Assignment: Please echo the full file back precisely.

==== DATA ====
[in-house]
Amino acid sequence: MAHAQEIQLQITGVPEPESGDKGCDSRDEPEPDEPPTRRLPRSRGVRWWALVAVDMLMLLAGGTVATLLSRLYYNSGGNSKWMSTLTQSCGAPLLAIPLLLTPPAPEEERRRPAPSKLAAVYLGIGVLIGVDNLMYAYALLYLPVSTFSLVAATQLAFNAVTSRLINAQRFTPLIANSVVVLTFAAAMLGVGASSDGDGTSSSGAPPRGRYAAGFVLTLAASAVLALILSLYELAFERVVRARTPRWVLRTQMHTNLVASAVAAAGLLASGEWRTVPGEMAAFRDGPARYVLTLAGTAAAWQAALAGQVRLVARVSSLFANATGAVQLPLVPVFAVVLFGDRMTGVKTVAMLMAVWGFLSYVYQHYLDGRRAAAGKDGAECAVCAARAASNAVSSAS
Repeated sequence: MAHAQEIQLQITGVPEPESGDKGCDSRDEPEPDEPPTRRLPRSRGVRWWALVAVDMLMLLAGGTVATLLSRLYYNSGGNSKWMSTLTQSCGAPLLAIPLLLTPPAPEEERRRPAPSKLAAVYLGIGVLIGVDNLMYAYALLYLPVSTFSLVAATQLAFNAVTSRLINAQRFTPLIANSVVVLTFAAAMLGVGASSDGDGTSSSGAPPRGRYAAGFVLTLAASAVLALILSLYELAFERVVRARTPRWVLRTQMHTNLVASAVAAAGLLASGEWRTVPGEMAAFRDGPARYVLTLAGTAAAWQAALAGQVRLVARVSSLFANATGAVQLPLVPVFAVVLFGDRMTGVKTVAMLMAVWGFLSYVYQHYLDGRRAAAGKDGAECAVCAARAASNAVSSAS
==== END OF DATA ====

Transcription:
[in-house]
Amino acid sequence: MAHAQEIQLQITGVPEPESGDKGCDSRDEPEPDEPPTRRLPRSRGVRWWALVAVDMLMLLAGGTVATLLSRLYYNSGGNSKWMSTLTQSCGAPLLAIPLLLTPPAPEEERRRPAPSKLAAVYLGIGVLIGVDNLMYAYALLYLPVSTFSLVAATQLAFNAVTSRLINAQRFTPLIANSVVVLTFAAAMLGVGASSDGDGTSSSGAPPRGRYAAGFVLTLAASAVLALILSLYELAFERVVRARTPRWVLRTQMHTNLVASAVAAAGLLASGEWRTVPGEMAAFRDGPARYVLTLAGTAAAWQAALAGQVRLVARVSSLFANATGAVQLPLVPVFAVVLFGDRMTGVKTVAMLMAVWGFLSYVYQHYLDGRRAAAGKDGAECAVCAARAASNAVSSAS
Repeated sequence: MAHAQEIQLQITGVPEPESGDKGCDSRDEPEPDEPPTRRLPRSRGVRWWALVAVDMLMLLAGGTVATLLSRLYYNSGGNSKWMSTLTQSCGAPLLAIPLLLTPPAPEEERRRPAPSKLAAVYLGIGVLIGVDNLMYAYALLYLPVSTFSLVAATQLAFNAVTSRLINAQRFTPLIANSVVVLTFAAAMLGVGASSDGDGTSSSGAPPRGRYAAGFVLTLAASAVLALILSLYELAFERVVRARTPRWVLRTQMHTNLVASAVAAAGLLASGEWRTVPGEMAAFRDGPARYVLTLAGTAAAWQAALAGQVRLVARVSSLFANATGAVQLPLVPVFAVVLFGDRMTGVKTVAMLMAVWGFLSYVYQHYLDGRRAAAGKDGAECAVCAARAASNAVSSAS